Tonight is my last night at Tania. When this started, I couldn’t even picture this day in my head. Now it is here, right in front of me. I can’t believe how fast the time has gone. It was just like everyone said, the beginning will drag on, then the time will fly by. My bags are packed on the spare bed. My backpack for the coast is waiting to be filled completely. The shelves are bare and everything is stowed away.
I leave Tania at 2:00 tomorrow to get into Nairobi by 4:00. Then I take the train to Mombasa at 7:00 PM and arrive around 11:00 AM the Thursday (the time varies depending on how many animals are on the track to cause delays). From there I will head to Diani Beach to spend the next two nights. On Saturday I will fly from Mombasa to Nairobi. Then Sunday I make my way back to home sweet home. I have a 15 hour layover in London, but I have a hotel booked so at least I’ll have a place to sleep. I will be back into Colorado around 4:00 P.M. on Monday the 26th. That is, assuming I can make it through American customs in an hour to catch my connecting flight in Houston. 🙂 Fingers crossed everyone!
The past week has been great. I spent last weekend hiking with Breanne, the volunteer from Canada. We left Saturday morning to head to Naivasha. From there we took a mutatu to Longonot. We had to take a motorcycle into Longonot National Park. That was a site, three people piled on a bike that was barely making it though the sand. We hiked to the top with a guide. I think she said it was something like 4,000 meters high, but I’m not positive. The view was astounding. The mountain is an inactive volcano. Inside the crater is totally green and the guide said all kinds of animals live there. I could have gone down, but I was afraid I wouldn’t come back out! We walked around the crater for a while then made the trek downhill, which was killer on my knees. We both got sunburns even though we were wearing SPF 35. I have never been so dirty in all my life. The dirt was everywhere, but the view from the top made it totally worth it.
Sunday I went to the Maasai market and was harassed constantly, that is what happened when two white girls go there. Every single second someone was shouting “Hey Sista, Over here Sista!” It can be totally exhausting. You have to barter with these people like crazy. Because of my pale skin I am automatically overcharged. But, going there is an adventure I wouldn’t have missed.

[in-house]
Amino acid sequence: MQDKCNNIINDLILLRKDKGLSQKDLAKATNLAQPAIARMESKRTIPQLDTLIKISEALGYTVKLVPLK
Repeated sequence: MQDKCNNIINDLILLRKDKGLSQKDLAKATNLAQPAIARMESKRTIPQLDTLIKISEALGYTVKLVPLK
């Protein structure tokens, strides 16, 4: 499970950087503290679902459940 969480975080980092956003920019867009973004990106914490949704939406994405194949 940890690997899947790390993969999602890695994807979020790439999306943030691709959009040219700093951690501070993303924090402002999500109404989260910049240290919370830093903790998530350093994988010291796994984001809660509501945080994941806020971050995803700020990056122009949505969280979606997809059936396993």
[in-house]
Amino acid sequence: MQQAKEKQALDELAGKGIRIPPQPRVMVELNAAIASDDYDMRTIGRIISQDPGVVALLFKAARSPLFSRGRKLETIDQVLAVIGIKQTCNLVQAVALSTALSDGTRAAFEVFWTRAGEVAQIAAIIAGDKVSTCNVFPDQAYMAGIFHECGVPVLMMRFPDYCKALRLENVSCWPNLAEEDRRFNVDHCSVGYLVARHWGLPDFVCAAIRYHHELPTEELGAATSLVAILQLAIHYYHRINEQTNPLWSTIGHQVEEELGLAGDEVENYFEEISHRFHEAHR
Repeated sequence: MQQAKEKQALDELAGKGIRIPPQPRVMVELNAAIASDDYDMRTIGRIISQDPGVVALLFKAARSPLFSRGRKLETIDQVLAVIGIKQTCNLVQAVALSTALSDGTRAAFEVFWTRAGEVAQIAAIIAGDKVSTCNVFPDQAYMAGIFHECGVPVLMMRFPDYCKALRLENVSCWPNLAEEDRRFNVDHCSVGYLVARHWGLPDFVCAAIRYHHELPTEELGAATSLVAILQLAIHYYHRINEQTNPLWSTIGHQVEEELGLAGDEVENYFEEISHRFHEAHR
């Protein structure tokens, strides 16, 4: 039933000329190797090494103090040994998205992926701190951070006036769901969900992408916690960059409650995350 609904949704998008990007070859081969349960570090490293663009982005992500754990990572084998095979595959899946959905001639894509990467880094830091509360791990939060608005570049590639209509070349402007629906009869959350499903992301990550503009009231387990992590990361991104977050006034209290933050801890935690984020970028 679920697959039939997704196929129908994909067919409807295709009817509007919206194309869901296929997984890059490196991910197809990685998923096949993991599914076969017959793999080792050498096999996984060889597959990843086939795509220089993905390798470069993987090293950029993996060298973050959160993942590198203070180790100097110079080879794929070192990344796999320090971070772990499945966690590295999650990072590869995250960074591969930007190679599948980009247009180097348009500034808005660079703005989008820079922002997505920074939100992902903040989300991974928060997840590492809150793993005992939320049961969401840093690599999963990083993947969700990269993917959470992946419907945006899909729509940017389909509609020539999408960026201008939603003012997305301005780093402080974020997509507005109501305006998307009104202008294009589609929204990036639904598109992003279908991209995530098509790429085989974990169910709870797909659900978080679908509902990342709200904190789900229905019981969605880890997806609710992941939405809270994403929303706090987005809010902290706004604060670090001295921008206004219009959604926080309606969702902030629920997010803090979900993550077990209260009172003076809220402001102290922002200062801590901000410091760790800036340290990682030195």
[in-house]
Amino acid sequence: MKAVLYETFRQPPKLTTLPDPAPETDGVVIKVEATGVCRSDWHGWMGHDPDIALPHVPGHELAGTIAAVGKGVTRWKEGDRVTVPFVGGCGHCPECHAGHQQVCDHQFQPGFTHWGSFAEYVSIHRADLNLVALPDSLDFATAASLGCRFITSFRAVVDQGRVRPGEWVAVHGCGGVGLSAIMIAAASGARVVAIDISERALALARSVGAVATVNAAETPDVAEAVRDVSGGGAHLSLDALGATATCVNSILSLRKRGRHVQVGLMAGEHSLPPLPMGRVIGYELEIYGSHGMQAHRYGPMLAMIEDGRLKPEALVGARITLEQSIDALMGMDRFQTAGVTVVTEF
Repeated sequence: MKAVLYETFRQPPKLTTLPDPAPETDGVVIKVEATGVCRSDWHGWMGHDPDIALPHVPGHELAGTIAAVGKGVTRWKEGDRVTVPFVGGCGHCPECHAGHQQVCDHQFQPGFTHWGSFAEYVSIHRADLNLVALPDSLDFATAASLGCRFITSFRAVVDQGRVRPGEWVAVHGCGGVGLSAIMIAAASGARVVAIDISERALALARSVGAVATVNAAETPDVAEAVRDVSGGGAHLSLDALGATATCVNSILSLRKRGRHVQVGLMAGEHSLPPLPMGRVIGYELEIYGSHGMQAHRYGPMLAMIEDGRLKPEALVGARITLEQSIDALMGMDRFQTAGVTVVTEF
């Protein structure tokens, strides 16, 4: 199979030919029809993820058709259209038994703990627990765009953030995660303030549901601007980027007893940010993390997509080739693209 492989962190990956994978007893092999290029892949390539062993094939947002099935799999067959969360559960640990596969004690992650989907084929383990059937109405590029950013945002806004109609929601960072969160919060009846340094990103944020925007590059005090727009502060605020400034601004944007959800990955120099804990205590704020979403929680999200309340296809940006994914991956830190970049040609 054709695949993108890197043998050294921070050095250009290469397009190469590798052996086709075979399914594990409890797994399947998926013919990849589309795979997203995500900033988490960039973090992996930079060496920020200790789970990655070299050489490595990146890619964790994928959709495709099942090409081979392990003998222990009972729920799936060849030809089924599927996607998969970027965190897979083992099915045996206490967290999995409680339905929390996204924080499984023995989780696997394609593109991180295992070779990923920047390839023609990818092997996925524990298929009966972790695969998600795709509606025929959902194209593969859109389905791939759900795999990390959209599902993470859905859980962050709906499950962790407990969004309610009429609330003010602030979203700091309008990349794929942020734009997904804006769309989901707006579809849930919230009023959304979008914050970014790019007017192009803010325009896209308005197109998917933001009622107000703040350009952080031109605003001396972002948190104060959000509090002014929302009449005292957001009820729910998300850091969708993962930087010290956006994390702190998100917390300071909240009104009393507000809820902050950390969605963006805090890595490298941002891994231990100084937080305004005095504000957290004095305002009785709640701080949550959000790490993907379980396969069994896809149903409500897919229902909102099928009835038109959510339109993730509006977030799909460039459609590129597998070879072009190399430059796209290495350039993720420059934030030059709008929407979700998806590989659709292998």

So here the end comes in. I still have several days in Africa, but I feel like the real journey here has ended. It breaks my heart to think that I won’t find out what kind of people these children will become. Will they reach their dreams? Will Grace learn to read? Will Doris become a doctor? I will never know. I will, of course, assume the best. I wish I knew if I have left an impression on these kids. I hope they will remember me, because I know I will never forget them.
I knew coming here I would miss the children when I left, I hadn’t realized though how much I would miss the other people. I have spent everyday with Laura and after tomorrow it could be years before we speak face to face again. I don’t really even know what Sabina’s job title is, but it should be something like “Welcome Committee.” Every night we sit for dinner and joke with Grace the house keeper. If she has done exceptionally well, which is daily, she is Amazing Grace. Benson, Jackie, Fabian, Michelle, Eric, all people who have made the stay here wonderful, and I have to say goodbye.
The only thing I can do is take what I have learned from each and every person here and apply to my life back home. As much as I am sad to leave, I’m happy to get back. I’m ready to start the next stage of my life. I’ll always have a story or two to tell about my adventures here. I hope to tell you all about my trip to the coast, so hopefully I’ll be able to track down a computer. Otherwise, thank you for all the support during the past 6 weeks. I can’t wait to show everyone pictures and share the stories.